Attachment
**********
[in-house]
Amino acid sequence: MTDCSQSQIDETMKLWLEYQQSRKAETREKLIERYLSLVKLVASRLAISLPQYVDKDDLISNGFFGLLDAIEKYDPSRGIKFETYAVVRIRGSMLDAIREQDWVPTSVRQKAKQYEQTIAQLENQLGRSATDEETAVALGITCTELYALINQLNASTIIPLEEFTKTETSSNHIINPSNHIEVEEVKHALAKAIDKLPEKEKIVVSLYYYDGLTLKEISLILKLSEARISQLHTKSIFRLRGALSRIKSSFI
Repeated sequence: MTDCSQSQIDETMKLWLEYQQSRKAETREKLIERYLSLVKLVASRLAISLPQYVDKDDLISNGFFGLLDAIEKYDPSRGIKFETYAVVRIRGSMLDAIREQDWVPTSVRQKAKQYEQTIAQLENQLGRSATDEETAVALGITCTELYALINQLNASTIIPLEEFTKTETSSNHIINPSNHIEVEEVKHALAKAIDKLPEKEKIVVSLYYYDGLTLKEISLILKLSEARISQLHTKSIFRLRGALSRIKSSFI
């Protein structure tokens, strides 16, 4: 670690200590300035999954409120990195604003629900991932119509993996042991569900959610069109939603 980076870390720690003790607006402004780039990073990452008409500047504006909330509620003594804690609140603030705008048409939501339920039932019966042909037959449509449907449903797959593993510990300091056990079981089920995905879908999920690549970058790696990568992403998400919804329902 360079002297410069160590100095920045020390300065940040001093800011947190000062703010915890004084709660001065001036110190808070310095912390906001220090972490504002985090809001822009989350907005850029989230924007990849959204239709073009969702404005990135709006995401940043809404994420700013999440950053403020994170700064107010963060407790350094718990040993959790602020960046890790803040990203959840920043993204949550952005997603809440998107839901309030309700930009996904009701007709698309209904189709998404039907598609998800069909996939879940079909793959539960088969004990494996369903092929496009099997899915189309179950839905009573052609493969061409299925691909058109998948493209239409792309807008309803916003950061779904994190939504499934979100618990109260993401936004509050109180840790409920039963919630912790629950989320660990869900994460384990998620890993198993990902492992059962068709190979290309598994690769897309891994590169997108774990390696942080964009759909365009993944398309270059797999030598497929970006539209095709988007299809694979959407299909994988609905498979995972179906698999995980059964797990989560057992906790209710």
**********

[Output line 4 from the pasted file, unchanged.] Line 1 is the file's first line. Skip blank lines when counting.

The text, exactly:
């Protein structure tokens, strides 16, 4: 670690200590300035999954409120990195604003629900991932119509993996042991569900959610069109939603 980076870390720690003790607006402004780039990073990452008409500047504006909330509620003594804690609140603030705008048409939501339920039932019966042909037959449509449907449903797959593993510990300091056990079981089920995905879908999920690549970058790696990568992403998400919804329902 360079002297410069160590100095920045020390300065940040001093800011947190000062703010915890004084709660001065001036110190808070310095912390906001220090972490504002985090809001822009989350907005850029989230924007990849959204239709073009969702404005990135709006995401940043809404994420700013999440950053403020994170700064107010963060407790350094718990040993959790602020960046890790803040990203959840920043993204949550952005997603809440998107839901309030309700930009996904009701007709698309209904189709998404039907598609998800069909996939879940079909793959539960088969004990494996369903092929496009099997899915189309179950839905009573052609493969061409299925691909058109998948493209239409792309807008309803916003950061779904994190939504499934979100618990109260993401936004509050109180840790409920039963919630912790629950989320660990869900994460384990998620890993198993990902492992059962068709190979290309598994690769897309891994590169997108774990390696942080964009759909365009993944398309270059797999030598497929970006539209095709988007299809694979959407299909994988609905498979995972179906698999995980059964797990989560057992906790209710």